NCAA Public Records Case Update

The briefs filed in this case at the First DCA will be attached as received.  We understand that oral argument has already been set for Friday morning the 25th in this case. We have now been sent copies of all the briefs in this case but the reply brief. Initial NCAA Brief; Answer Brief of Press Appellees;Answer Brief of Appellee FSUNCAA Reply Brief.

First, I will have to say that the FSU brief takes the prize for being the shortest brief without substantive authority filed urging  affirmance of a trial court that that did not just join another party’s brief that I have ever seen out of probably 5,000 briefs, and is worth reading only for that point. Its lack of argument highlights FSU’s dilemma; if the courts ultimately side with the press, all that will mean is that all the public universities in Florida will no longer be able to sign confidentiality agreements and review underlying documents in sanction cases. So, even if the Press wins this case, ultimately neither the universities nor the Press will gain anything, and all state universities will lose.  T.K. probably has not wanted to highlight this aspect, considering that he may have to lead a university legislative charge to create a public records exemption if this is the result, if he is still at FSU at that point.

As to the other arguments in the briefs, several constitutional claims are raised under the  commerce clause and first amendment, but under the principle of not reaching a constitutional claim if the case can be decided on a statutory ground, it appears the courts would not have to reach the Con Law questions. This case could probably be decided on plain statutory language.  The statute (1006.52)on the confidentiality of student records was changed just this year to incorporate the FERPA definitions, and appears to exempt documents containing student information from the public records laws. It is interesting that the records at issue in this case have been redacted by agreement to remove student information, because the mere redaction seems to admit that they are covered under this exemption. If these records are not student educational records, there would appear to be no basis to require the redaction of student information, and if the information can’t be released without redaction, then under the Florida exemption, it would appear that the entire record is exempt.  Will be interesting to see how the courts handle this interpretation.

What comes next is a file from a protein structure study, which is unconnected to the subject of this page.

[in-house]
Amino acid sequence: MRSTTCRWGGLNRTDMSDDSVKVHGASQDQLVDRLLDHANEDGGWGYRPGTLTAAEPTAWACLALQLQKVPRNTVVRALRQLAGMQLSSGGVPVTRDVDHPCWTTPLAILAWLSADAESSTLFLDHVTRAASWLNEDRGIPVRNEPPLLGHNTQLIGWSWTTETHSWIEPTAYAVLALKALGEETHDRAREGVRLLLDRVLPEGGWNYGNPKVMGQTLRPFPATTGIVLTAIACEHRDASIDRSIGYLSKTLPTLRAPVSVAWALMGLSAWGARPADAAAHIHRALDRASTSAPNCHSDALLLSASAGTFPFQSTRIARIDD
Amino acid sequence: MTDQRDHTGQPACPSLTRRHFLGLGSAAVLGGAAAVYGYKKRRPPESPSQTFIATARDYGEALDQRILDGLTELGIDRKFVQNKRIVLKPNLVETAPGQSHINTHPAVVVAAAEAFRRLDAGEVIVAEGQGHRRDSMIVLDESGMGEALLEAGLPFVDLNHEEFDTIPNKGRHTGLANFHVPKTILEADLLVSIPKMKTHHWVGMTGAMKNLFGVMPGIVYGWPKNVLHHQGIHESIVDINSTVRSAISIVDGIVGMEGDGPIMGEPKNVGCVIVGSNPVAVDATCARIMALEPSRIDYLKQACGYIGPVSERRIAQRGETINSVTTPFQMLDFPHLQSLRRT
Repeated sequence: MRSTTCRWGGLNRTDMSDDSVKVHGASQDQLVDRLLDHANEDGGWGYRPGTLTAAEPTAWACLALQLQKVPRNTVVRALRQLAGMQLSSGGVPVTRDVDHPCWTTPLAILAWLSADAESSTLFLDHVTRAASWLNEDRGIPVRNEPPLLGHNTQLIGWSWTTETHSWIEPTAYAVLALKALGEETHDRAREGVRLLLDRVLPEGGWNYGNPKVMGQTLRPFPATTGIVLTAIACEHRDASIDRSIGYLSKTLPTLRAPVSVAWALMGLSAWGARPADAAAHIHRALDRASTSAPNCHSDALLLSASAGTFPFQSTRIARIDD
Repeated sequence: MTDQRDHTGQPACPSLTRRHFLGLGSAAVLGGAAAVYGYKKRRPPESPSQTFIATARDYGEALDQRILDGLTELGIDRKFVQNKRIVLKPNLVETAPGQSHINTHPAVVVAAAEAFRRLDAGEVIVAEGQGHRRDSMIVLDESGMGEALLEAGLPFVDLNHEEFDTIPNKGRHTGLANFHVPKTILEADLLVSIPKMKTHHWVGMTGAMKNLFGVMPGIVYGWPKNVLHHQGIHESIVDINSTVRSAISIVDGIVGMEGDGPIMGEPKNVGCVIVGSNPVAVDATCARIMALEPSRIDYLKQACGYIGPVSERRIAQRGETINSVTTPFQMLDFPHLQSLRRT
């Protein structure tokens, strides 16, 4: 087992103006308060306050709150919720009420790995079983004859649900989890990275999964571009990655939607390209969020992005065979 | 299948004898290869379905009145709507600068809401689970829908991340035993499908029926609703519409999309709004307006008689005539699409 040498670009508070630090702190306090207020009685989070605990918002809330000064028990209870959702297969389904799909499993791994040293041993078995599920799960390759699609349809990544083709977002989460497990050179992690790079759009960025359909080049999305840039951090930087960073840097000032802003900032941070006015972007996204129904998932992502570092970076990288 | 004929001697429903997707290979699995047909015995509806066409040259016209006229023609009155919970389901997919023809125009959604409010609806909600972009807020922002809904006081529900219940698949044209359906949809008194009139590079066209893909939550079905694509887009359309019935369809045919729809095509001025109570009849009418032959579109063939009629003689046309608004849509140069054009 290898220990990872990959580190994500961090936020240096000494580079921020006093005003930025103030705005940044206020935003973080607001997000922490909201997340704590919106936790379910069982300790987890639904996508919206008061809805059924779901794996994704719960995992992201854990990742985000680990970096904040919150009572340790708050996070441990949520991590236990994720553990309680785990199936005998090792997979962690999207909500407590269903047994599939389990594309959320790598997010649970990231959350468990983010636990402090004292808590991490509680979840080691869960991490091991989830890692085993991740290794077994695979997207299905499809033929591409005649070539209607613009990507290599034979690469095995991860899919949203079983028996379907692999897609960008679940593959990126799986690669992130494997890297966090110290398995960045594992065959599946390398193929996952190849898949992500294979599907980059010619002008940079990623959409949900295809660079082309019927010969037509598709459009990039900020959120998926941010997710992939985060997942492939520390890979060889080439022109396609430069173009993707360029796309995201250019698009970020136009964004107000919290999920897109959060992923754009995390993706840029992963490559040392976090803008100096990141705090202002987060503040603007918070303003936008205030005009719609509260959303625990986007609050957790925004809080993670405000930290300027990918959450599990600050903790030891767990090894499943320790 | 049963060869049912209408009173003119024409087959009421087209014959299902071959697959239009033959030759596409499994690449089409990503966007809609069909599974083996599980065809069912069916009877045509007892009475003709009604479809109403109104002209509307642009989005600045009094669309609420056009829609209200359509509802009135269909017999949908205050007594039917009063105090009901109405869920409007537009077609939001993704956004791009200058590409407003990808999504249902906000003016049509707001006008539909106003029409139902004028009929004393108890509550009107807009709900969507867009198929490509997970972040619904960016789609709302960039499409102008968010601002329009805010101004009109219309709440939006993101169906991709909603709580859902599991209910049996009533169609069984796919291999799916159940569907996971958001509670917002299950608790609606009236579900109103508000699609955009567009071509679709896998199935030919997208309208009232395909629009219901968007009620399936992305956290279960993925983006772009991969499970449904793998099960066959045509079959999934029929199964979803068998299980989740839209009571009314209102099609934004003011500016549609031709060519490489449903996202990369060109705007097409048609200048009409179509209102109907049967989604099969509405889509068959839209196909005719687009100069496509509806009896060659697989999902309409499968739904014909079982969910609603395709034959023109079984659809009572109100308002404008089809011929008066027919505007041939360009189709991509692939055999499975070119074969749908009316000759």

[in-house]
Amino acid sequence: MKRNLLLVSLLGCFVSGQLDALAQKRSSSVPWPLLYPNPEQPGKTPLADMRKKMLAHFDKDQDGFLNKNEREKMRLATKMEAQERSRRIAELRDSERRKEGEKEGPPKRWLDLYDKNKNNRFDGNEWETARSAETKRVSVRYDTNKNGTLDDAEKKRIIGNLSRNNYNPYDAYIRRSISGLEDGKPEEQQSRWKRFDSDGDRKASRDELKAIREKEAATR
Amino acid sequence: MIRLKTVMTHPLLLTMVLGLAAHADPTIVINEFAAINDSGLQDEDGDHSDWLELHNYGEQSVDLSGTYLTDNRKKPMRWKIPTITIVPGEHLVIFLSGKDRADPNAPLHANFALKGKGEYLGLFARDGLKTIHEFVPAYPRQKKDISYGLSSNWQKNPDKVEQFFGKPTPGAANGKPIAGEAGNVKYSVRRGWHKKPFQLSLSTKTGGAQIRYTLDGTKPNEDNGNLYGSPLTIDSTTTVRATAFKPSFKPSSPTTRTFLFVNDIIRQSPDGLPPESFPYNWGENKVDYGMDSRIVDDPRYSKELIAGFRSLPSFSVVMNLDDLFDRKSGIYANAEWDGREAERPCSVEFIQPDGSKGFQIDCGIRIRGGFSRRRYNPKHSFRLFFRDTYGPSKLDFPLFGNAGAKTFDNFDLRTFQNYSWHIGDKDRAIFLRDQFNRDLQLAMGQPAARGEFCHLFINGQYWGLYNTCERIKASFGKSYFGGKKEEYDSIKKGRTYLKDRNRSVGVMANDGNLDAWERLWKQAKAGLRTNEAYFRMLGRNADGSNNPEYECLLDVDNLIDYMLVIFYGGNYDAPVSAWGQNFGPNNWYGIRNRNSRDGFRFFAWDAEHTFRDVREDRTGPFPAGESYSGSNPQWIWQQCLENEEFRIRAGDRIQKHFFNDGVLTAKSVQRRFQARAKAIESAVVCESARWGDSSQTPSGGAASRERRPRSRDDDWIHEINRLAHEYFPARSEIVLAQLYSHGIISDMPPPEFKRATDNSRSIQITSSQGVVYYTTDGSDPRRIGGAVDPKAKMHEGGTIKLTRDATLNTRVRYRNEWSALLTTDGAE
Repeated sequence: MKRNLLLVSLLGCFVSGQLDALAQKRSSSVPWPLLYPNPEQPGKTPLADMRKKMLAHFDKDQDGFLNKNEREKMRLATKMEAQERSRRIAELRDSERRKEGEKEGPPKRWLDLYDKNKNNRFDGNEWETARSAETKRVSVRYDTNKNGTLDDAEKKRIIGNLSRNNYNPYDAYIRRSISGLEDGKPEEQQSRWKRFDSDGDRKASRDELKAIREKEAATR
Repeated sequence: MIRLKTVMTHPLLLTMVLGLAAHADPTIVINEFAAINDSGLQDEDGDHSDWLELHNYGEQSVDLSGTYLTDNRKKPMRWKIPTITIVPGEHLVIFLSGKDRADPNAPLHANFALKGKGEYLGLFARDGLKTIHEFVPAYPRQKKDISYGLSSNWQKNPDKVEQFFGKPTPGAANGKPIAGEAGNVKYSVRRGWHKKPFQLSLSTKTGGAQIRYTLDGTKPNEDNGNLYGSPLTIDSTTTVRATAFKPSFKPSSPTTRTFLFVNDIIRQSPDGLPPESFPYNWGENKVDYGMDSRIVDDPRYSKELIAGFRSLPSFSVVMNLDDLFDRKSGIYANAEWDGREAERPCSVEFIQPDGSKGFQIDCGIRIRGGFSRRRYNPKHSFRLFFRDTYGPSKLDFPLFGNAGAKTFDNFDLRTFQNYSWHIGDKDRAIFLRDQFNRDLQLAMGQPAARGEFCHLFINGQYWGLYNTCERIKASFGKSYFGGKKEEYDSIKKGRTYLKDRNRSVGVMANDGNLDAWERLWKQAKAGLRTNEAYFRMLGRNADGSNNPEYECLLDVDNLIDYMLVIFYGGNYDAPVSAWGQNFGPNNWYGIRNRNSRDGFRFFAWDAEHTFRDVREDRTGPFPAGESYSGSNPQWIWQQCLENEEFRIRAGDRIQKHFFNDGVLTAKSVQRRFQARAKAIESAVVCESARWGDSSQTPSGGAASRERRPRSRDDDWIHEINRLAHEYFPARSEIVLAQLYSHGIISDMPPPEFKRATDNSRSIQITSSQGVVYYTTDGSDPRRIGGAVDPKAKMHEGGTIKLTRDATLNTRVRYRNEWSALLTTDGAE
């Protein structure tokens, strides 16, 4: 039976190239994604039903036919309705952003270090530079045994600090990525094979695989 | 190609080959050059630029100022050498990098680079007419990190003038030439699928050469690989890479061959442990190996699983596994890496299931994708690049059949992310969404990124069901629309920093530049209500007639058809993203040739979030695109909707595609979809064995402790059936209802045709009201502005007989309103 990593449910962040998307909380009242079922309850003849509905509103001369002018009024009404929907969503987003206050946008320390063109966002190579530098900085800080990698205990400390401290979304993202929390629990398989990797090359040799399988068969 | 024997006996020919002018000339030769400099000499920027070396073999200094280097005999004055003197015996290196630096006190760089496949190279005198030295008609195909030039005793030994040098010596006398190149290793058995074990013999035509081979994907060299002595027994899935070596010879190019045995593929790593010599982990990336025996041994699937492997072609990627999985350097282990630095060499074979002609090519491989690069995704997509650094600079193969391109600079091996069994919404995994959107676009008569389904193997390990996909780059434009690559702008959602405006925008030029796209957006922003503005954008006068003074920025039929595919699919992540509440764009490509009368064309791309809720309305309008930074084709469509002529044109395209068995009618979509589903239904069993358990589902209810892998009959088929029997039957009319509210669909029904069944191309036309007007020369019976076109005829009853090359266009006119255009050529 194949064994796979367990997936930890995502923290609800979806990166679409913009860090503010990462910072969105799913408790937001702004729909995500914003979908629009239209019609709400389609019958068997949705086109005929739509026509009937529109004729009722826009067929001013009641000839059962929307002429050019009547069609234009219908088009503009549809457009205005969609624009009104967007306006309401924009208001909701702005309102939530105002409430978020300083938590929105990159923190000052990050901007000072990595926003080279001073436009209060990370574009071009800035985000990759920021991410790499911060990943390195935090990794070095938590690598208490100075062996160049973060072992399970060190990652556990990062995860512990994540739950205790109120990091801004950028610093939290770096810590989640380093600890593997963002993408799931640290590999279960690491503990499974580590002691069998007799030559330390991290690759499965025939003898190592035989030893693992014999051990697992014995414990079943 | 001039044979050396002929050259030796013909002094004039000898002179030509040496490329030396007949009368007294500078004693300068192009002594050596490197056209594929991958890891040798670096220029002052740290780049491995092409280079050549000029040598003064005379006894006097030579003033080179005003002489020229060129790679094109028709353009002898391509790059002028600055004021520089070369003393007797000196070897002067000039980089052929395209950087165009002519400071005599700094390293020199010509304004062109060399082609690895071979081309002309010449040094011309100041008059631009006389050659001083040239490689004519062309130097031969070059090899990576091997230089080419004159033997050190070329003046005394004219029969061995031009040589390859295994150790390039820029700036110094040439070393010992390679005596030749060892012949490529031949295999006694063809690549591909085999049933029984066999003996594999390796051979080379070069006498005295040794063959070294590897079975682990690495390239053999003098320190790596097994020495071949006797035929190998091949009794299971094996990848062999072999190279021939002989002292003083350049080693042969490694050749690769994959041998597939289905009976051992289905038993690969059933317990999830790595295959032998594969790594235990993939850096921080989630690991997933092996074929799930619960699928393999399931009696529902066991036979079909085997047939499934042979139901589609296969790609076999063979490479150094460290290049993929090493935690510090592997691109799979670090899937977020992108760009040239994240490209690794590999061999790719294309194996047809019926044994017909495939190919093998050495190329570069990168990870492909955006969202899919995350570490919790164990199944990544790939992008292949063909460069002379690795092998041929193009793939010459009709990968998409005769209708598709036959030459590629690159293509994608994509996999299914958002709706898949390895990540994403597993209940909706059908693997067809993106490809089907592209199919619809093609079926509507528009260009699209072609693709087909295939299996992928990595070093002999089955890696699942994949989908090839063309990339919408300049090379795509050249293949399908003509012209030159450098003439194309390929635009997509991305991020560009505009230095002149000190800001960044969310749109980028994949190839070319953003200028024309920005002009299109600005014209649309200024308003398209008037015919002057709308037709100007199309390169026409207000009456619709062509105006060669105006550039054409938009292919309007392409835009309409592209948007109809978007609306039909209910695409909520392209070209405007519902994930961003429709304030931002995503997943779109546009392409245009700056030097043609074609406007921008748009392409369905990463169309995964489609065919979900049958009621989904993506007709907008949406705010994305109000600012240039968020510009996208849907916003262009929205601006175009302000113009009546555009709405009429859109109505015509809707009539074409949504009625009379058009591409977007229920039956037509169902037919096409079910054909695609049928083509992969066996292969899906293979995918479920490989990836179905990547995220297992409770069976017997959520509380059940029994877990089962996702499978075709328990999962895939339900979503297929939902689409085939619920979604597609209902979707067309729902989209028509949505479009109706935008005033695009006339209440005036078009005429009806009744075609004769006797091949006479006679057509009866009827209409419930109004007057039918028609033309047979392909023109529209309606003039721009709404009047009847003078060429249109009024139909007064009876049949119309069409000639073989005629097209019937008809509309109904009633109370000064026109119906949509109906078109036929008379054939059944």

Another interesting point in the case that is not really briefed is the trial court’s voiding of the confidential agreements, where the university had agreed as a condition of receiving access to the documents not to release them. Have not read the precise terms of the agreements, but it appears that the agreements only allowed access if the agreement was entered into, and if the agreement is void, it would appear that the university no longer has any access to viewing these documents. I have not researched, but it would seem to violate a fundamental concept of contract law to void the contract and let the university still receive the benefit of the contract, and if the university no longer has the benefit of the contract, then perhaps the issue of whether these contested documents were “received’ should be moot – could the parties be presumed to be at a pre contract status, and no documents received?  Even the Press would admit that they have no claim of public records if the university never “received” the records.

Posted on September 17th, 2009 by Woodring Law, filed under Uncategorized
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